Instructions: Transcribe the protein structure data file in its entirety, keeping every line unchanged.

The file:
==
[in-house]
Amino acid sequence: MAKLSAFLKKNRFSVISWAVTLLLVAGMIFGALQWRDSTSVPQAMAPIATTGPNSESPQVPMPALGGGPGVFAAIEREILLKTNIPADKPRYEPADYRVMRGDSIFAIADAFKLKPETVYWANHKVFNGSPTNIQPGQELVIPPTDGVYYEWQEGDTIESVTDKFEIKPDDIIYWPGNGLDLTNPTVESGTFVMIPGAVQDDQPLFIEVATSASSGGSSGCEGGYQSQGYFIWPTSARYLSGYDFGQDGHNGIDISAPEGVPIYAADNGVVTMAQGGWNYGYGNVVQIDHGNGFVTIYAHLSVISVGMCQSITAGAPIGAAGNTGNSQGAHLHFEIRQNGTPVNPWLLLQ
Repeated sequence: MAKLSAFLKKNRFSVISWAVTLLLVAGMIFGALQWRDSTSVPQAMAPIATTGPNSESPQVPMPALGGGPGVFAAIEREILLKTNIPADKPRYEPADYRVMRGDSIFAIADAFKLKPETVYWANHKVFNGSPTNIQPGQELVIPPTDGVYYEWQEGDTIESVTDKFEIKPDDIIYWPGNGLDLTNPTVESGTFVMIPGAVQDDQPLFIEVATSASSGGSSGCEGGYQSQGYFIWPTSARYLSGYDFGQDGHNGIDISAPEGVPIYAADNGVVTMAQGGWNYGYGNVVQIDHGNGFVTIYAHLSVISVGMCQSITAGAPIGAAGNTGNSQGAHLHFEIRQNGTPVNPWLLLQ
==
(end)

[in-house]
Amino acid sequence: MAKLSAFLKKNRFSVISWAVTLLLVAGMIFGALQWRDSTSVPQAMAPIATTGPNSESPQVPMPALGGGPGVFAAIEREILLKTNIPADKPRYEPADYRVMRGDSIFAIADAFKLKPETVYWANHKVFNGSPTNIQPGQELVIPPTDGVYYEWQEGDTIESVTDKFEIKPDDIIYWPGNGLDLTNPTVESGTFVMIPGAVQDDQPLFIEVATSASSGGSSGCEGGYQSQGYFIWPTSARYLSGYDFGQDGHNGIDISAPEGVPIYAADNGVVTMAQGGWNYGYGNVVQIDHGNGFVTIYAHLSVISVGMCQSITAGAPIGAAGNTGNSQGAHLHFEIRQNGTPVNPWLLLQ
Repeated sequence: MAKLSAFLKKNRFSVISWAVTLLLVAGMIFGALQWRDSTSVPQAMAPIATTGPNSESPQVPMPALGGGPGVFAAIEREILLKTNIPADKPRYEPADYRVMRGDSIFAIADAFKLKPETVYWANHKVFNGSPTNIQPGQELVIPPTDGVYYEWQEGDTIESVTDKFEIKPDDIIYWPGNGLDLTNPTVESGTFVMIPGAVQDDQPLFIEVATSASSGGSSGCEGGYQSQGYFIWPTSARYLSGYDFGQDGHNGIDISAPEGVPIYAADNGVVTMAQGGWNYGYGNVVQIDHGNGFVTIYAHLSVISVGMCQSITAGAPIGAAGNTGNSQGAHLHFEIRQNGTPVNPWLLLQ